Romney wades into friendly waters in western Mich.
But asked by a reporter on Monday night whether a third Michigan win this November would also have special significance, Romney's answer indicated how much bigger the stakes are this time.
"If I win in Michigan, then I become the president," he said. "And that would mean a lot to me personally."
It would be difficult to argue with that logic.
President Obama won Michigan in a 16-point blowout four years ago after the McCain campaign pulled its financial resources from the state in October, but Romney and his advisers believe they can be competitive this time around.
Watch Romney talk about the process to choose his running mate in the video to the left.
As evidence that victory here is indeed within reach, Michigan Republicans point to dramatic statewide gains made in the 2010 midterms, which handed the GOP the governorship, and they suggest that the blue-collar Reagan Democrats who turned out en masse for Obama have largely turned on him.
"There's clearly an affinity for his family that has served all the way from the '60s to a few years back, when his brother [Scott Romney] was a Michigan State Board of Trustees member," said Saul Anuzis, who chaired Romney's successful 2008 primary campaign here. "The political reality is Michigan is in play. Will it stay in play through November? Nobody knows."
Though Romney's personal ties to the hilly suburbs overlooking Detroit are indeed a key factor, his hopes of winning also depend heavily on his ability to drive up turnout in the conservative western part of the state.
The Grand Rapids-Holland metropolitan area is the state's second largest population center, behind Detroit, and while the city of Grand Rapids itself leans Democratic, the surrounding region is heavily Republican.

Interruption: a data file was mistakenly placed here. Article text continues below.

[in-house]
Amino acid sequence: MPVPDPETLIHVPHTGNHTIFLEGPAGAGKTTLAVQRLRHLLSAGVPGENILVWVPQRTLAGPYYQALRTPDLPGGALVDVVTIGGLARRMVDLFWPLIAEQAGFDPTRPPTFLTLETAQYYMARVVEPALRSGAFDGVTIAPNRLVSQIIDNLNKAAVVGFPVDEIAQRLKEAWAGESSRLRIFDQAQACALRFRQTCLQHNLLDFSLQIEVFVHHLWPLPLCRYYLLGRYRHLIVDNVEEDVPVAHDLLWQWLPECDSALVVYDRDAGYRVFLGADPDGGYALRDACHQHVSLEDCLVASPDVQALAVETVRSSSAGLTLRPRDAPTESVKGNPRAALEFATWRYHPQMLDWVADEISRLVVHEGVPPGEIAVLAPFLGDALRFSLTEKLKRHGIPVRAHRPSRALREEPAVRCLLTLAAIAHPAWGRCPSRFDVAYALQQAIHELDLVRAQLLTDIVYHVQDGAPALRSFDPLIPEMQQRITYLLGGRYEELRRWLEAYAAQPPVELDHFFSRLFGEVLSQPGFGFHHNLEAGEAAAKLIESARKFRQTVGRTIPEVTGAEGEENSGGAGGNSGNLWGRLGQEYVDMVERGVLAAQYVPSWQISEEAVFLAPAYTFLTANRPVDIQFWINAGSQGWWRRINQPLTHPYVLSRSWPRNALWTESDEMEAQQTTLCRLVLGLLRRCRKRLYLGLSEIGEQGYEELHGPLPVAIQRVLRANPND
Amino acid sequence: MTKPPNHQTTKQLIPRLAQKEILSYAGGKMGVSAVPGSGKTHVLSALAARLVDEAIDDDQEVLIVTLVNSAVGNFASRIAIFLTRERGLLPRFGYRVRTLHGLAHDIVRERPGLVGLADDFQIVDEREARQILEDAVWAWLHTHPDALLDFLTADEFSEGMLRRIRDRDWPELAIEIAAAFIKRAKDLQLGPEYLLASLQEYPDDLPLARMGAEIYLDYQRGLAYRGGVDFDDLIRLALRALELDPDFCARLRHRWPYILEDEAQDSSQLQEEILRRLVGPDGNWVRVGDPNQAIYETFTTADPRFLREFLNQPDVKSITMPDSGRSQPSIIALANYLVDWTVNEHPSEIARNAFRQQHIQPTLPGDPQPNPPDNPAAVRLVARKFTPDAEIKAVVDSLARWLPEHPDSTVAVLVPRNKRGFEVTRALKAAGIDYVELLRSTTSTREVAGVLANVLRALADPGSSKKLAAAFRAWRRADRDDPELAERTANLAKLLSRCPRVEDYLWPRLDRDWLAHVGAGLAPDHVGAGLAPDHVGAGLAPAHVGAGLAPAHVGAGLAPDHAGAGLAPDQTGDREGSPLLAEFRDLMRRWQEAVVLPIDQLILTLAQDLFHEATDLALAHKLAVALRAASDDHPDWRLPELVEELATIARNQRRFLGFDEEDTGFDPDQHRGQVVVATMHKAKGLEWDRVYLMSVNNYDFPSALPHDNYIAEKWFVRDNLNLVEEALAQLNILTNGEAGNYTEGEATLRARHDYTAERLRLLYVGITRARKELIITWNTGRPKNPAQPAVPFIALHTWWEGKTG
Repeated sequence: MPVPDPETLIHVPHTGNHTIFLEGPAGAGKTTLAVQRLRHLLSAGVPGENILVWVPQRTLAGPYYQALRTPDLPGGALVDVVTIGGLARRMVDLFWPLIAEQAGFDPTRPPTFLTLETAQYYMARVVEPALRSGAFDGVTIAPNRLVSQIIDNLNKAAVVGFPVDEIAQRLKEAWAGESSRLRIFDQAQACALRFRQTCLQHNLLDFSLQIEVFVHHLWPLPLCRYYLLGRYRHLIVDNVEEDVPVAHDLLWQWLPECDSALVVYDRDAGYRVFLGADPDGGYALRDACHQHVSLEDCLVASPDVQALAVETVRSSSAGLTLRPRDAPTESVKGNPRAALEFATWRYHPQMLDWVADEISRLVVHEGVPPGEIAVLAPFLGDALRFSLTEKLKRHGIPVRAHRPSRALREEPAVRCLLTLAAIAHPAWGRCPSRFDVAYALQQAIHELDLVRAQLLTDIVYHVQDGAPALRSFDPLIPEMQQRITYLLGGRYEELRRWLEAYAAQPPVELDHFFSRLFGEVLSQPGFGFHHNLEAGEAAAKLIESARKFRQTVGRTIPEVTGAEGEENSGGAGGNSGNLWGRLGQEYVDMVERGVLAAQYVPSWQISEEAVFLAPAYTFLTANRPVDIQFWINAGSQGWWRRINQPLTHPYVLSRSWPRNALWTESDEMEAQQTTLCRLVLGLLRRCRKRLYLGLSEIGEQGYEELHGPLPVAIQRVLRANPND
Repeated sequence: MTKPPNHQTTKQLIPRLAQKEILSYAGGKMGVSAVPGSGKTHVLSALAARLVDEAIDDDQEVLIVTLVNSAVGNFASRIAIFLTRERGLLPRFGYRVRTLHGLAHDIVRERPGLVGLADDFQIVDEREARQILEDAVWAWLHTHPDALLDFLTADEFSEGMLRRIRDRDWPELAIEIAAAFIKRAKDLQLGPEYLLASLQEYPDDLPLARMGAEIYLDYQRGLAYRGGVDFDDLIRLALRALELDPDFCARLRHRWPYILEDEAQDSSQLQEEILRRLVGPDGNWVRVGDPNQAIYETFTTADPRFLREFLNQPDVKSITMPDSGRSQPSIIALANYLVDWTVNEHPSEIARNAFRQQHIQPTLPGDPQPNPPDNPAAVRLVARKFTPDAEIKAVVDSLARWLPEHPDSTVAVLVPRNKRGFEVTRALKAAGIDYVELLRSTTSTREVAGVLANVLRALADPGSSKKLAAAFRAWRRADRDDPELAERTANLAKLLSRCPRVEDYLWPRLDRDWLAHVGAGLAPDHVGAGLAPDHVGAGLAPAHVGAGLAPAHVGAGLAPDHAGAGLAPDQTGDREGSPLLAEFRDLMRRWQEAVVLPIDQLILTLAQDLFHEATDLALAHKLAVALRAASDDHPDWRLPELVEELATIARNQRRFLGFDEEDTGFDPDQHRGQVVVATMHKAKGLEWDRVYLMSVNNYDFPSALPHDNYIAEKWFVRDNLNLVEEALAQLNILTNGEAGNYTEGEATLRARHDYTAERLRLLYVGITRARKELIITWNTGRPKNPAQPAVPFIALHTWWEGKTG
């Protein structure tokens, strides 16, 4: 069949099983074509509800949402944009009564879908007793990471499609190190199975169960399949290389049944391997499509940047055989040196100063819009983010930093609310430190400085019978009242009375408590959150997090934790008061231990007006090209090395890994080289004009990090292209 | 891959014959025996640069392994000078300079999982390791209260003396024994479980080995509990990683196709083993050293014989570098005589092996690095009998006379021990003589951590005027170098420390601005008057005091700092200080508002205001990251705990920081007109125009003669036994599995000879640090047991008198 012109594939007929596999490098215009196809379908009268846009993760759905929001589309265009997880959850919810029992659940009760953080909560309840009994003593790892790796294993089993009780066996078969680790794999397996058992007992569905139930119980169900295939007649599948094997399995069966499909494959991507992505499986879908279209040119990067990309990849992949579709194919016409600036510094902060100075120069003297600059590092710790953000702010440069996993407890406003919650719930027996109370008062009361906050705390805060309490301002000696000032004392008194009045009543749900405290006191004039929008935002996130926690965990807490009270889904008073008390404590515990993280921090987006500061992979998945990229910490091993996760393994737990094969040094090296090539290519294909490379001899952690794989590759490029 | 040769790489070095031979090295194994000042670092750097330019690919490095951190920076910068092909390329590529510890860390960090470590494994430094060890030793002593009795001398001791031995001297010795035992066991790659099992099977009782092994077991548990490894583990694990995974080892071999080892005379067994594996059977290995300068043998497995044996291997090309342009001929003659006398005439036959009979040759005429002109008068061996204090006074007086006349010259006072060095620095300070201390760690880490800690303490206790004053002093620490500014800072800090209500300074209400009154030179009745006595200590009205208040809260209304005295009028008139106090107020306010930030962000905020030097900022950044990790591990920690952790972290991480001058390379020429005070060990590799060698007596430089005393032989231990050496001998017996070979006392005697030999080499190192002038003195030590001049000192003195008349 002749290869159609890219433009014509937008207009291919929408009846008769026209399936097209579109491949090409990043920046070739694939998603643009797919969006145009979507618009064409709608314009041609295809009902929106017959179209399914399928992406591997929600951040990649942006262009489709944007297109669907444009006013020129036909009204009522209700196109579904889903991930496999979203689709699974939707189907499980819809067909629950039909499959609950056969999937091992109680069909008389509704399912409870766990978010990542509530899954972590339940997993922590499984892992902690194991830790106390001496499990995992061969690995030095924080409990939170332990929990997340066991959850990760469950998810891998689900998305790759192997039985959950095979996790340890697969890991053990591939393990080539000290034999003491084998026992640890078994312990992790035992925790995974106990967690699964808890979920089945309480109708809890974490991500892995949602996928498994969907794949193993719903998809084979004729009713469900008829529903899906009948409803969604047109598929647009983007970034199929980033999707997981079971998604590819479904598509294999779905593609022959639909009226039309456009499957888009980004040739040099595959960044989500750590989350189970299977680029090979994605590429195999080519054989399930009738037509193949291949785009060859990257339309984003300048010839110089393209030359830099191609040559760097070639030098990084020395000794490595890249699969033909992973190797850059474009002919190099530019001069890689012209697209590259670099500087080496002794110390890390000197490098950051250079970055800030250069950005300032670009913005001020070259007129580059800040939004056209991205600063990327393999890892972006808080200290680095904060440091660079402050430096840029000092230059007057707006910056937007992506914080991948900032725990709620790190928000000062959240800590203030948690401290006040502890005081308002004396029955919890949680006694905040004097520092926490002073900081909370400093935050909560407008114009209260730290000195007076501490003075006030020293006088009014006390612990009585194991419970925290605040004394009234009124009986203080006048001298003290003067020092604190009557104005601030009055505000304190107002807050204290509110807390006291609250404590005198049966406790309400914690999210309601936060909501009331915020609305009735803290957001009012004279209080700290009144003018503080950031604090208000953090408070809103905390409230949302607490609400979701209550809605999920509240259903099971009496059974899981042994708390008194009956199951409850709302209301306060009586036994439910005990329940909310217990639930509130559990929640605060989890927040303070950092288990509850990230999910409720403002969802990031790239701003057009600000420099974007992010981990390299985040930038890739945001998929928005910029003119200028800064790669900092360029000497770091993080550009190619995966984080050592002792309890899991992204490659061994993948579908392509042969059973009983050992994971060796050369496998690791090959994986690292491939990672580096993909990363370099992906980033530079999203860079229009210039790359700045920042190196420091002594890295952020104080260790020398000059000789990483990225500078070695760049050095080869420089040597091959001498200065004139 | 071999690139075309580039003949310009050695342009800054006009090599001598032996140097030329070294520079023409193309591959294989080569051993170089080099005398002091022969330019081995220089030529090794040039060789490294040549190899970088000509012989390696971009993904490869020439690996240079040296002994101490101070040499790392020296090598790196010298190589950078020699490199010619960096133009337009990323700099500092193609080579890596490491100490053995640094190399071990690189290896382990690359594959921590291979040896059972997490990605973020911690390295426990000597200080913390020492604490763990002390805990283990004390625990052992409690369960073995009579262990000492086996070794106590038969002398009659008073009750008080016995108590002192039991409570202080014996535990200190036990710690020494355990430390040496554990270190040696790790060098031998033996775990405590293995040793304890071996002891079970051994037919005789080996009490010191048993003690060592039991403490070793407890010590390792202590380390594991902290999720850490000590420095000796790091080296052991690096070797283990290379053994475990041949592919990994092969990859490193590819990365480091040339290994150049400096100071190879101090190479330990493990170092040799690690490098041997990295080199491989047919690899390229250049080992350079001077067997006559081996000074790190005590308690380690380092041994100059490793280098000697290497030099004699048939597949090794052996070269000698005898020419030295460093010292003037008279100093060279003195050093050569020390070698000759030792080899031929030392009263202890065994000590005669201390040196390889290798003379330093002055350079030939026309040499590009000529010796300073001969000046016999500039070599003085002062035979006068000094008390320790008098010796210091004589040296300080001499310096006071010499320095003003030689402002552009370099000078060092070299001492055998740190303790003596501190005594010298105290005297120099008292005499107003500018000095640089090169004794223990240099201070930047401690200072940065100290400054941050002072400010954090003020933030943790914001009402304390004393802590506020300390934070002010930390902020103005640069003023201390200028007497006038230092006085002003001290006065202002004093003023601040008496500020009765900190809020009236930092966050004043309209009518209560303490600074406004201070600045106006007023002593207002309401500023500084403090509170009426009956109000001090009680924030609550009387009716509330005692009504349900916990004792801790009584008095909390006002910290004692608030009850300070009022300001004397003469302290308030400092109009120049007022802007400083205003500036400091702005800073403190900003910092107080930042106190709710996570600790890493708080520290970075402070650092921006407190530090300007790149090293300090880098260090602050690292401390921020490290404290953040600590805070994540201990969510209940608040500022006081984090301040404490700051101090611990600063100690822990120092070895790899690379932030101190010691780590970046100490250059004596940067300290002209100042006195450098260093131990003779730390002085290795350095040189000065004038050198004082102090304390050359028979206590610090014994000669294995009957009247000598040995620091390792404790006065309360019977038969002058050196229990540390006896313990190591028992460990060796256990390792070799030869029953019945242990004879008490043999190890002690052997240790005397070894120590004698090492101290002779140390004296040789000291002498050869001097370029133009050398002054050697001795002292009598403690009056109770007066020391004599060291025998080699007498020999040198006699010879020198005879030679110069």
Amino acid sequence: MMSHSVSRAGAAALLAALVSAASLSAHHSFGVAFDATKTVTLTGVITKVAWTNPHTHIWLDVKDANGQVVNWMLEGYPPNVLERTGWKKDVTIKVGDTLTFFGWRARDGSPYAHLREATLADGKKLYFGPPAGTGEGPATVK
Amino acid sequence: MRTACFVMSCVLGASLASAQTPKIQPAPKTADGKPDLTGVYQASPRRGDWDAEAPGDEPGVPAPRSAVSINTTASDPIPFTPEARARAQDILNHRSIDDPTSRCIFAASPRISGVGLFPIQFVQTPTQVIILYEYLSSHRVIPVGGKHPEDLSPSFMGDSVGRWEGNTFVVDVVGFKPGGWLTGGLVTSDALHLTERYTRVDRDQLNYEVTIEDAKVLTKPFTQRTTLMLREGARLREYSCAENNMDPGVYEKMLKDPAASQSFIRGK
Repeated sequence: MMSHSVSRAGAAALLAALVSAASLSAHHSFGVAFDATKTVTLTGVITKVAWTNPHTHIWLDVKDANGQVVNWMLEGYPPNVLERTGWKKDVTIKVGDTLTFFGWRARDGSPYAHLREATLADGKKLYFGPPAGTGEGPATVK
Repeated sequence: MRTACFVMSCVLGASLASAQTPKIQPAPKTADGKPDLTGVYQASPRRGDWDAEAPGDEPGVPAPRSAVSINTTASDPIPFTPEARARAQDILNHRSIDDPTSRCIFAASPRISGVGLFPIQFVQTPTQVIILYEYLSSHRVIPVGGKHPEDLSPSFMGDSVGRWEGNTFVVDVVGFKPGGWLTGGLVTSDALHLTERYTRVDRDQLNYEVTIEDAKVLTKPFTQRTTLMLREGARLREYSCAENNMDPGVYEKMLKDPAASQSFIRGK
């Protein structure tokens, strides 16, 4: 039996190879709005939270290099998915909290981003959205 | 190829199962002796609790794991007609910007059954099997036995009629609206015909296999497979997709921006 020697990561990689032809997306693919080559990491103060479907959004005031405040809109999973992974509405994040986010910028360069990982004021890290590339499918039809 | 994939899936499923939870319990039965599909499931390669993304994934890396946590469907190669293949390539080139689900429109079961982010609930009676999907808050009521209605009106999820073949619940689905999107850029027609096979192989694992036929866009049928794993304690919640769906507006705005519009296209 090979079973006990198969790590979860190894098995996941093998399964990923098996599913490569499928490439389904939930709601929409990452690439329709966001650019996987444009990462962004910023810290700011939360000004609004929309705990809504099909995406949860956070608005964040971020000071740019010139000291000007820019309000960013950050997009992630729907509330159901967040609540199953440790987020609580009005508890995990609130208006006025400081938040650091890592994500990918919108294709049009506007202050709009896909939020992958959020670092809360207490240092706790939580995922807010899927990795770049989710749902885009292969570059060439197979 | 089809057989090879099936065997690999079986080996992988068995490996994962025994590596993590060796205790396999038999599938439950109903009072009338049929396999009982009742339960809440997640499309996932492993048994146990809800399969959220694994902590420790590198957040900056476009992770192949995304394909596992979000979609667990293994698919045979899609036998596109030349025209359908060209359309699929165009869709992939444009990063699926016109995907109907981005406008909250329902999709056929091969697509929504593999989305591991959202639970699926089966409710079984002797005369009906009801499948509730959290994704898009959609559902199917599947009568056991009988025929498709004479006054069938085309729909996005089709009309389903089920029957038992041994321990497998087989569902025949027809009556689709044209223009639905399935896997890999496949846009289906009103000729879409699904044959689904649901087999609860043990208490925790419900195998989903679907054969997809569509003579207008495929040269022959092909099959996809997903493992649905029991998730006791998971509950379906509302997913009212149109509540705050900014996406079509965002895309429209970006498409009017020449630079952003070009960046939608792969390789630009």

Western Michigan contains about 30 percent of the state's total population and is the only area that did not lose population in the year following the 2008 election.
Watch Romney talk to reporters on the campaign plane in the video to the left.
In his close defeat to Romney in the February primary, Rick Santorum outperformed the former Massachusetts governor in Grand Rapids and the surrounding counties. But Republican Rep. Bill Huizenga, who represents the Lake Michigan-hugging 2nd Congressional District, said that Republicans in the area were already united.
"Ottawa County, my home county, is really one of the main Republican vote generators, and you have to have a high turnout and a large margin to win the state," Huizenga told RCP. "As I'm out there, people are motivated, and whether they were a Newt guy or a Santorum person or anybody else, they are all now securely on board with Romney, and they want to see a change in the White House."
On Tuesday, Huizenga joined Romney and the candidate's wife, Ann, in Holland, as the presumptive nominee wrapped up his five-day bus tour at the scenic state park here overlooking Lake Macatawa.
"I know you're not out here just for me. I know you're not out here just for our party. I know you're here for the country," Romney said to the crowd gathered on the beach parking lot.
A Republican presidential candidate has not won the state since 1988, but Michigan Democratic Party Chairman Mark Brewer said he has expected a competitive race here all along. He noted that widespread approval of the $80 billion bailout of the automobile industry, which Romney opposed, will continue to be a hugely significant factor in the state -- even in this area, where the economy is less reliant on the automakers.
"Here in western Michigan, there are a lot of auto suppliers," Brewer said. "Several of these advanced battery plants that the president has championed are located in this county. The president has been here a couple of times talking about those plants and what they mean in terms of jobs here in Michigan."
The state's unemployment rate of 8.5 percent stands just above the national average, and it has declined significantly since peaking at 14.2 percent in August 2009.
But Michigan Republicans make the case that credit for the improved economic conditions should go not to Obama but to Gov. Rick Snyder, who assumed office in 2011 after running on a platform similar to Romney's, which touted his business experience and turnaround skills.
"When you've got someone who's got a vision and a plan and then the ability to act on that plan, like Gov. Snyder has, you can turn the state around," Huizenga asserted. "I think that same exact thing with Gov. Romney."
After Romney delivered his stump speech here on a warm Tuesday evening, he removed his shoes and walked toward the shoreline with Ann as a pack of journalists struggled to catch up.
He dipped his feet in the water and allowed the light waves to wash over the bottoms of his khakis -- one last theatrical moment to demonstrate his connection to the state.
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